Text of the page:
A Rare Reproductive Organs Disorder that Seriously Affects a Woman’s Life
As the human body develops in the womb, there are many things that can go wrong with a developing fetus. Some of these congenital disorders can be life threatening, but others, such as Mayer-Rokitansky-Kuster-Hauser (MRKH) Syndrome, are merely inconvenient or problematic. MRKH Syndrome is a disorder that affects the development of the female reproductive organs, and roughly 1 in 4,500 women have it. There are many different severity levels, so patients with MRKH can have many different types of malformations that affect fertility and reproduction.
Women born with MRKH syndrome have typical ovaries and hormones, so ovulation can occur. However, the vaginal canal and the uterus of women with this syndrome are either very small and underdeveloped or completely absent. Some women with MRKH may have a fully functional uterus but no vagina, or they may have a functional vagina without a uterus. n addition to these abnormalities of the reproductive system, women may also have underdeveloped kidneys, skeletal abnormalities, hearing loss, and heart defects.
Sometimes, MRKH is diagnosed at birth, because there is no sign of a vagina, but if the vaginal canal is present yet underdeveloped, it may not be noticed right away. Normally, MRKH is diagnosed around the age of 16, when a teenager visits the doctor because she is not having a period. In some cases, MRKH is diagnosed after complaints of frequent stomach pains. This happens when a patient is experiencing menstruation, but there is no vaginal canal for the menstrual blood to exit the body. This condition is very unhealthy, and it requires surgery to fix. In some rare cases, MRKH is not diagnosed until a very late stage because everything appears normal, but an MRI or an ultrasound can reveal that the uterus is abnormally small.
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Currently, the precise cause of MRKH is unknown. It happens when the Mullerian duct, an embryonic structure that forms the reproductive system, fails to develop properly. This malformation appears to be due to a combination of environmental and genetic factors. Both a mutation of the Wnt4 gene in chromosome 1 or a missing gene in chromosome 17 seem to be somehow linked to MRKH syndrome, but there is currently no definitive understanding of why some people with these genetic issues end up with MRKH. MRKH syndrome is not only genetic, sine there have been cases of identical twin girls where only one twin developed MRKH. It is possible that being exposed to illnesses or toxins while in utero may also have some effect on the prevalence of MRKH. People with a familial history of MRKH are slightly more likely to have the syndrome, but there is no other known risk factors for MRKH.
There are currently several medical treatments available for MRKH, depending on what individual symptoms a patient has, and most of these treatments focus on making intercourse and fertility possible. For patients with an incomplete vagina, using a series of vaginal dilators may increase the size enough for intercourse to develop. Surgery can also be used to create a vagina if it is missing altogether, so it is possible for women with MRKH to have a fulfilling and enjoyable love life. Surgery may also be required if a woman has an underdeveloped uterus without a vagina, and it is necessary to remove this underdeveloped uterus if it is menstruating without an outlet. However, if the uterus is normal, it is typically not removed because that would affect later fertility.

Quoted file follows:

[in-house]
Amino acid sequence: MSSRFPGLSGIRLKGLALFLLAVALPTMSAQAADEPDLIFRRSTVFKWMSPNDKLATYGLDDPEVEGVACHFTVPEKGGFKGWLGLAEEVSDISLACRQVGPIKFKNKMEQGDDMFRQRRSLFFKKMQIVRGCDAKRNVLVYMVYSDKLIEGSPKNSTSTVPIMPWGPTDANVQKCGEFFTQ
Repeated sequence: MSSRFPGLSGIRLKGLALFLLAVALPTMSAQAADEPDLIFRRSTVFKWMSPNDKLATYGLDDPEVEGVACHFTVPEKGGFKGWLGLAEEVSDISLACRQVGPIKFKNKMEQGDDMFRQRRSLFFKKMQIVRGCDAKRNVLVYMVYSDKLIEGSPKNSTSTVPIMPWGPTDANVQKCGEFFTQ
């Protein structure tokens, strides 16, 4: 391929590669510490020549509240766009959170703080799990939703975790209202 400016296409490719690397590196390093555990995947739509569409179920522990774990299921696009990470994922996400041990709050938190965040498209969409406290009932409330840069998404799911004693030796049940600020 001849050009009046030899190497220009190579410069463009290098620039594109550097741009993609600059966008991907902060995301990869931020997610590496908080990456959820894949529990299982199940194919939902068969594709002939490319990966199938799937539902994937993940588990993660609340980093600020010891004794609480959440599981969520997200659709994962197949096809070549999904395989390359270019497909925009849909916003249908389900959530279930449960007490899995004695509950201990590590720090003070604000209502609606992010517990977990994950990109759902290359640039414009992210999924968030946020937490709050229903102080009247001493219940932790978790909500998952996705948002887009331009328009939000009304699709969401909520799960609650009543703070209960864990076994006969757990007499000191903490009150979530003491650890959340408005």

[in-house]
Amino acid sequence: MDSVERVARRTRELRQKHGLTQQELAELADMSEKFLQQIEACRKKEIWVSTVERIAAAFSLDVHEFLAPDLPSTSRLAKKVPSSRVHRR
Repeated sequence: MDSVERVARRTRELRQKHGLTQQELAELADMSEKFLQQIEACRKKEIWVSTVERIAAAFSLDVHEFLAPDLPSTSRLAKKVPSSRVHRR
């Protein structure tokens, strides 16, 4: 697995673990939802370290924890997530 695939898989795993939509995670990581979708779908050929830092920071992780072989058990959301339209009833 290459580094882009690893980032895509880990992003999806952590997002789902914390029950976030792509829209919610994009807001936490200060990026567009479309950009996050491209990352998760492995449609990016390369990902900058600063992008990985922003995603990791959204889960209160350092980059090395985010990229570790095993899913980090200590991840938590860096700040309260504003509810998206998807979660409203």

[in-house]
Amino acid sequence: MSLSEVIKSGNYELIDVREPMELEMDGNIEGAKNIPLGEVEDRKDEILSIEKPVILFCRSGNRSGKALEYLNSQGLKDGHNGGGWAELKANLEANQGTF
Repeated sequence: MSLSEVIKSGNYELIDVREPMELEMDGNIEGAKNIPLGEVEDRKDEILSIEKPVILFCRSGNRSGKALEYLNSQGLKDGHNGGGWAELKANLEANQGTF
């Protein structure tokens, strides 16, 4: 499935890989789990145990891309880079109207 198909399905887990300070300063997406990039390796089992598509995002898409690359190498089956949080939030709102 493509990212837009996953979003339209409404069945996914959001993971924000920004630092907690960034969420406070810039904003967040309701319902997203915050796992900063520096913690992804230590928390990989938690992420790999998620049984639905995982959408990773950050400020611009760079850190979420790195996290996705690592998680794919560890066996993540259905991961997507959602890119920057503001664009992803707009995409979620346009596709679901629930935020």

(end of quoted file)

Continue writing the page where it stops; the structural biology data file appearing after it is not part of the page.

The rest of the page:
For women with MRKH who want to get pregnant, there are many options available. Since they have fully functioning ovaries, they can still have biological children. If a woman has a fully functioning uterus without a vagina, she can have a fertilised embryo implanted in the uterus, and then she can give birth through a Caesarian section. For women without a uterus, the only option used to be using a surrogate to carry a baby to term. However, an extremely recent medical research program from Sweden showed that it was possible for a woman with MRKH to undergo a uterine transplant and have a successful pregnancy. This just happened for the first time in 2014, but now that it has been proven to be possible, this revolutionary procedure may become available to more women with MRKH.
If you suspect that you have MRKH, you can contact your doctor or gynecologist for more tests. Though it can be shocking to learn that you have this developmental reproductive disorder, it does not have to prevent you from living a happy life. Fortunately, there are many treatments available for the syndrome, so it possible to have an enjoyable love life and eventually create a family.